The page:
“The Biden administration has ended former President Donald Trump’s “zero-tolerance” policy, which provided the underpinnings for family separation by seeking to prosecute every migrant who crossed the border without authorization.
A federal judge ordered the Trump administration to stop the separations in 2018 — after more than 5,000 families were separated. Attorneys still can’t find the parents of more than 600 children; many of the parents were deported back to their home countries, while others are believed to be in the US. Biden has promised to create a task force to work on family reunification, and an announcement is expected later this week.
The Department of Justice issued a memo on Tuesday night rescinding the policy, which was implemented in April 2018 under then-US Attorney General Jeff Sessions. Acting US Attorney General Monty Wilkinson wrote Tuesday that the policy was “inconsistent” with the DOJ’s mandate to consider individual circumstances — including criminal history, the seriousness of the offense and the potential sentence or other consequences of conviction — when making decisions to charge people with the crime of crossing the border without authorization.
Trump officials claimed that they had no choice under the zero-tolerance policy but to prosecute and detain the adults while sending the children to other facilities designed to administer their care. But the officials ignored the possibility of releasing the families from detention together, as prior administrations had done.”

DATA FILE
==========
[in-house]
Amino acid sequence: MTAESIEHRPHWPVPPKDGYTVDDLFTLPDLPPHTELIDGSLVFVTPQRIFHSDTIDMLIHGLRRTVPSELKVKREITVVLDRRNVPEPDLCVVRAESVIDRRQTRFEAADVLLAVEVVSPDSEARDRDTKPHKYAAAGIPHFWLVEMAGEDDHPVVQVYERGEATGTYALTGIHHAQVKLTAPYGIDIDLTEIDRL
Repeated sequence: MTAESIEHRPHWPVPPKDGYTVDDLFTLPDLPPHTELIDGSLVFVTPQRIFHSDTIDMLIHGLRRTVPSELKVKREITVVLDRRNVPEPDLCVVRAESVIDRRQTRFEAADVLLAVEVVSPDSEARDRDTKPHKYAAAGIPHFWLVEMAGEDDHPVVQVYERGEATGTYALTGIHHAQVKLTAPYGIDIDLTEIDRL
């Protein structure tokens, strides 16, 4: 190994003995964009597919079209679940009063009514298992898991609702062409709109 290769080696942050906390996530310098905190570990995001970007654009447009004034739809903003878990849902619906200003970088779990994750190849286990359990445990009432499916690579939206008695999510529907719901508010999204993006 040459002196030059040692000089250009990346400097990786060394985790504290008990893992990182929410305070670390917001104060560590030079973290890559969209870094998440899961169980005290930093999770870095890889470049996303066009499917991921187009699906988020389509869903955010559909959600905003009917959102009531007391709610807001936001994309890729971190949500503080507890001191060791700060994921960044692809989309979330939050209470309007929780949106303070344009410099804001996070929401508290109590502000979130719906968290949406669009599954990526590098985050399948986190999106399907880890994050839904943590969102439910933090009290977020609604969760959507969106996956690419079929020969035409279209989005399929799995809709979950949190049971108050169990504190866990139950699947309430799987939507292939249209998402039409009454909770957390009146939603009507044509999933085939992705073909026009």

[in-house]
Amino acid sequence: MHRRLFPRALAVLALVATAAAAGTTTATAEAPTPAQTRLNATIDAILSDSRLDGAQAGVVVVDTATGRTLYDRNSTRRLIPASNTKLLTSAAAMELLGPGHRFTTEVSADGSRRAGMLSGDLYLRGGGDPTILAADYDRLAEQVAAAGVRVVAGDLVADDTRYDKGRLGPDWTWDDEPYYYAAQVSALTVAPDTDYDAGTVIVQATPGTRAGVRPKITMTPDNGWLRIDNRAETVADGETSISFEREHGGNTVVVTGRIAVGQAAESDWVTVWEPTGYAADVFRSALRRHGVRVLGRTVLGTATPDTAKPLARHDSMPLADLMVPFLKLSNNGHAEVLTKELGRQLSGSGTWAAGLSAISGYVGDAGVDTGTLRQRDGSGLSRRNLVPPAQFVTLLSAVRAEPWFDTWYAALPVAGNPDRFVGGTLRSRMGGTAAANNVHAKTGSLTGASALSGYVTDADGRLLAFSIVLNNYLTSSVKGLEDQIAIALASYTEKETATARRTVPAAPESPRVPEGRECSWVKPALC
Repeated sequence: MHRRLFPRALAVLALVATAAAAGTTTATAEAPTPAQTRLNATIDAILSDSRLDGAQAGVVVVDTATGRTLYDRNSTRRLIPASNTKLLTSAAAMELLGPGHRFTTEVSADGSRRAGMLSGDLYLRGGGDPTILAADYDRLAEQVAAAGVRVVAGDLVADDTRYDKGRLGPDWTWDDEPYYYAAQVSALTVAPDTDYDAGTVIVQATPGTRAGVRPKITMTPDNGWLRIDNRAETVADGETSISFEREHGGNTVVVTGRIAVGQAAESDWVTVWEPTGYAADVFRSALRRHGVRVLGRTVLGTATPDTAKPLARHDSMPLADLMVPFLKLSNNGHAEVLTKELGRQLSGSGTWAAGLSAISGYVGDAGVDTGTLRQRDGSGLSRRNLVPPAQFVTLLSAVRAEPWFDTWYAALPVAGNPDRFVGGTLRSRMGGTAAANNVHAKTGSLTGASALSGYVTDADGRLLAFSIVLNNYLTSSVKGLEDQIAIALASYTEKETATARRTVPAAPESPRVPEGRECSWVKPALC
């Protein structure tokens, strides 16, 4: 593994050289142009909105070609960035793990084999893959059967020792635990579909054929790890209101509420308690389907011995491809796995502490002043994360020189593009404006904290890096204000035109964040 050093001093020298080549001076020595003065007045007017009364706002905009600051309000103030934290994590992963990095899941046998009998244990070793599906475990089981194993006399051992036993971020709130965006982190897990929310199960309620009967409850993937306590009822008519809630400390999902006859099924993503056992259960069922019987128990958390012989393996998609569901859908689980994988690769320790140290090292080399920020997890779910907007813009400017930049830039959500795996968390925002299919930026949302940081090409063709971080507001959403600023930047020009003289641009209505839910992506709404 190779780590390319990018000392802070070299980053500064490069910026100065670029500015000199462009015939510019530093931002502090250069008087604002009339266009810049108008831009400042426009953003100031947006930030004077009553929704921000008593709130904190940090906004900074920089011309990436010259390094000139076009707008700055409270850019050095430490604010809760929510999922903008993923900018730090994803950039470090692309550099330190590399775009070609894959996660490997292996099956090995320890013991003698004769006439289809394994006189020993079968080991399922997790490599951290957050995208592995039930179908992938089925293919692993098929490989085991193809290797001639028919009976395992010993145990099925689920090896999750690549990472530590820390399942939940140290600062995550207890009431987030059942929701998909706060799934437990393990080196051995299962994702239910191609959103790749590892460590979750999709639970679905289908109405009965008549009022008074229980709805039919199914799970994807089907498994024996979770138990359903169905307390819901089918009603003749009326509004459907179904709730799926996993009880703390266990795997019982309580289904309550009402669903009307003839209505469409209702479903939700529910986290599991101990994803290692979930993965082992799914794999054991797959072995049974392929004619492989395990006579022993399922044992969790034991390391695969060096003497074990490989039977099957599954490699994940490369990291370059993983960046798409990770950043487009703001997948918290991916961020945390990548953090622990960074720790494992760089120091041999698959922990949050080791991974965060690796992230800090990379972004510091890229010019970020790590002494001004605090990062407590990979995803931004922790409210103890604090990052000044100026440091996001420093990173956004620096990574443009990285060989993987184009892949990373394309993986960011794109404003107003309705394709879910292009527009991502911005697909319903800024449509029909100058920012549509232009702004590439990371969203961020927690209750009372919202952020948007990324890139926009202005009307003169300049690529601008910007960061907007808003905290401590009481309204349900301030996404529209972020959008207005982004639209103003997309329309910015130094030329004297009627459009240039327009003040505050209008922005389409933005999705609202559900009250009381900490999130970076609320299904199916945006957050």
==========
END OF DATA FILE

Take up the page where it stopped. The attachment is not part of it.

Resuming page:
“The Trump administration started separating families in immigration detention back in 2017, beginning with a pilot program in El Paso, Texas. The practice was later expanded along the border in the spring of 2018, when Sessions announced the zero-tolerance policy.
Parents were sent to immigration detention to await deportation proceedings. Their children, meanwhile, were sent to separate facilities designed to hold children and, in some cases, released to other family members in the US or to foster homes. Previous administrations, in most cases, would have simply released the families from detention together if there was insufficient room in family detention facilities.”